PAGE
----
Client Centred 'Tune-ups': do They Enhance Community Reintegration After Stroke?

The recruitment status of this study is unknown because the information has not been verified recently.
Verified September 2011 by Queen's University.
Recruitment status was  Active, not recruiting
Heart and Stroke Foundation of Ontario
Information provided by (Responsible Party):
Brenda Brouwer, Queen's University Identifier:
First received: November 16, 2006
Last updated: September 19, 2011
Last verified: September 2011
Once discharged from hospital many stroke survivors deteriorate medically, physically and in their mobility function and many report their level of function and quality of life to be poor 12 months after inpatient rehabilitation. There is an identified need for follow-up examinations of community dwelling stroke survivors to monitor changes in function and it has been suggested that maintenance therapy could curtail declines in function. The purpose of this trial is to determine whether brief periods of intense client-centered rehabilitation therapy (tune-ups) provided at 6 month intervals can alter the natural progression of impairment (physical capacity), function and community reintegration following stroke.

Condition Intervention
Behavioral: physical rehabilitation

Study Type: Interventional
Study Design: Allocation: Randomized
Endpoint Classification: Efficacy Study
Intervention Model: Factorial Assignment
Masking: Single Blind (Outcomes Assessor)
Primary Purpose: Treatment
Official Title: Client Centred 'Tune-ups': do They Enhance Community Reintegration and Mobility in Stroke Survivors?

Resource links provided by NLM:

Further study details as provided by Queen's University:

Primary Outcome Measures:
  • community participation and reintegration [ Time Frame: baseline, 6 months and 1 year ] [ Designated as safety issue: No ]
  • mobility function [ Time Frame: baseline, 6 months and 1 year ] [ Designated as safety issue: No ]
  • physical capacity [ Time Frame: baseline, 6 months, 12 months ] [ Designated as safety issue: No ]
  • bone integrity [ Time Frame: baseline and 1 year ] [ Designated as safety issue: No ]
  • qualitative aspects of recovery [ Time Frame: baseline, 3, 6 and 1 year ] [ Designated as safety issue: No ]

Secondary Outcome Measures:
  • Depression [ Time Frame: (baseline, 3 month intervals to 15 months) ] [ Designated as safety issue: No ]
  • Bone geometry [ Time Frame: (baseline, 6 and 12 months) ] [ Designated as safety issue: No ]

Estimated Enrollment: 108
Study Start Date: December 2006
Estimated Study Completion Date: November 2011
Estimated Primary Completion Date: November 2011 (Final data collection date for primary outcome measure)
Arms Assigned Interventions
No Intervention: A
Experimental: B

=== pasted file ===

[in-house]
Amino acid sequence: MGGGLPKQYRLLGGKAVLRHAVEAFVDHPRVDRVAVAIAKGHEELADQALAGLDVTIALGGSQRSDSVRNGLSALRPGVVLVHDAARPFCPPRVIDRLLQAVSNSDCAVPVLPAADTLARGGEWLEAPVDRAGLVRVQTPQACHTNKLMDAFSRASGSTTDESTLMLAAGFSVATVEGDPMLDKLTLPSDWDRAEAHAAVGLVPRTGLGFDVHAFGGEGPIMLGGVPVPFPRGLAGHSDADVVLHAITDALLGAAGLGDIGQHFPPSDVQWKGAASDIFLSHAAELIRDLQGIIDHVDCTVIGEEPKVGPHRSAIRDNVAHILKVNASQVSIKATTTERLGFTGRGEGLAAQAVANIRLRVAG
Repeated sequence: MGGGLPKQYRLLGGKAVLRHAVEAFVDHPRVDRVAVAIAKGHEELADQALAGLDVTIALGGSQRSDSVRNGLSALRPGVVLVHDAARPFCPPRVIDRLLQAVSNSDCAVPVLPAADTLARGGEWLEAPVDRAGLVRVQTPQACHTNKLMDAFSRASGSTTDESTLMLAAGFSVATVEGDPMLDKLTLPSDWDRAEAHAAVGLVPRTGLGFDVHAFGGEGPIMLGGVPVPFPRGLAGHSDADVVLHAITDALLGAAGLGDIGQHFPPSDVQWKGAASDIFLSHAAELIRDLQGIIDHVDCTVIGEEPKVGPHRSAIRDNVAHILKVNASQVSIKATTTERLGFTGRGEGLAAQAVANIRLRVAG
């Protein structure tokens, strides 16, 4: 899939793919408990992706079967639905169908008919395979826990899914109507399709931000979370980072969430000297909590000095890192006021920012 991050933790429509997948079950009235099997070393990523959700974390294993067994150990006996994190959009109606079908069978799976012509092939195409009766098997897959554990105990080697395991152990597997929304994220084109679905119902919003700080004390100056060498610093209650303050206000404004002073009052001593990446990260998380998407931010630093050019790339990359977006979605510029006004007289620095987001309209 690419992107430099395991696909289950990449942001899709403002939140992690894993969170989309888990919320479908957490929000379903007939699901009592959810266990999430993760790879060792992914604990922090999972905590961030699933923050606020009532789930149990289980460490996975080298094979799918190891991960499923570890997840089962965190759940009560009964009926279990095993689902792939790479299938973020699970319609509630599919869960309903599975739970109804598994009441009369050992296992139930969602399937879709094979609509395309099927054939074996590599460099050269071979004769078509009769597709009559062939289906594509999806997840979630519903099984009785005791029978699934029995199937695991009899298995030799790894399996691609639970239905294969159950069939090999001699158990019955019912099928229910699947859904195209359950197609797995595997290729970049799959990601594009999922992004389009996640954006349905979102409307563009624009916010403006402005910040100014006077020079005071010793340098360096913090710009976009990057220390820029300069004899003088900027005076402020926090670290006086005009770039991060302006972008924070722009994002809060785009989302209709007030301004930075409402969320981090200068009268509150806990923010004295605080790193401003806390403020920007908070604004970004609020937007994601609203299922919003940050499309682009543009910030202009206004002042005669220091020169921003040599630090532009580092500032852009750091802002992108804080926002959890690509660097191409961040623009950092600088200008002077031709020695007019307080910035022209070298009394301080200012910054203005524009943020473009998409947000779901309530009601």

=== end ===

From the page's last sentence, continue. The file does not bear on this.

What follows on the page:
two weeks of goal directed intensive physical rehabilitation therapy at 6 months and 1 year
Behavioral: physical rehabilitation
two weeks intensive physical rehabilitation

Detailed Description:
The extent to which impairment (physical capacity) and function influence community reintegration is unclear. One of the challenges is that physical parameters change over time as does the person's awareness and perception of what activities are important to be able to engage in at the community level. Interventions have led to gains in physical capacity, function and community reintegration, but the benefits have been shown to dissipate within three to six months. It has been suggested that maintenance therapy (tune-ups) for stroke survivors post-discharge could prevent or curtail decline in function of aging stroke survivors and enhance quality of life and well being; constructs that relate strongly to community reintegration. This study will determine whether tune-ups can alter the time course and magnitude of changes in physical capacity and function and their influence on community reintegration. Stroke survivors discharged from rehabilitation will be followed for a 15 month period with laboratory or home assessments conducted at 3 month intervals. Assessors will be blind to whether the subject is receiving a tune up. Evaluations conducted after the tune-up at 9 months and 12 months post-discharge will allow us to determine if the tune-up effectively reduced physical impairment, improved function and resulted in better community reintegration compared to control.

Ages Eligible for Study:   18 Years and older
Genders Eligible for Study:   Both
Accepts Healthy Volunteers:   No

Inclusion Criteria:

  • first major unilateral hemispheric stroke,
  • english speaking,
  • adequate verbal communication,
  • discharged home or residential care

Exclusion Criteria:

  • serious comorbidities (eg. cancer, mobility limiting arthritis, leg amputation)
  Contacts and Locations
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Please refer to this study by its identifier: NCT00400712

Canada, Ontario
Queen's University School of Rehabilitation Therapy
Kingston, Ontario, Canada, K7L 3N6
School of Physical Therapy, University of Western Ontario
London, Ontario, Canada, N6G 1H1
Sponsors and Collaborators
Queen's University
Heart and Stroke Foundation of Ontario
Principal Investigator: Brenda J Brouwer, PhD Queen's University
Principal Investigator: Jayne Garland, Ph.D University of Western Ontario, Canada
  More Information

Responsible Party: Brenda Brouwer, Principle investigator, Queen's University Identifier: NCT00400712     History of Changes
Other Study ID Numbers: HS SRA 5974 
Study First Received: November 16, 2006
Last Updated: September 19, 2011
Health Authority: Canada: Ethics Review Committee

Keywords provided by Queen's University:

Additional relevant MeSH terms:
Brain Diseases
Cardiovascular Diseases
Central Nervous System Diseases
Cerebrovascular Disorders
Nervous System Diseases
Vascular Diseases processed this record on May 02, 2016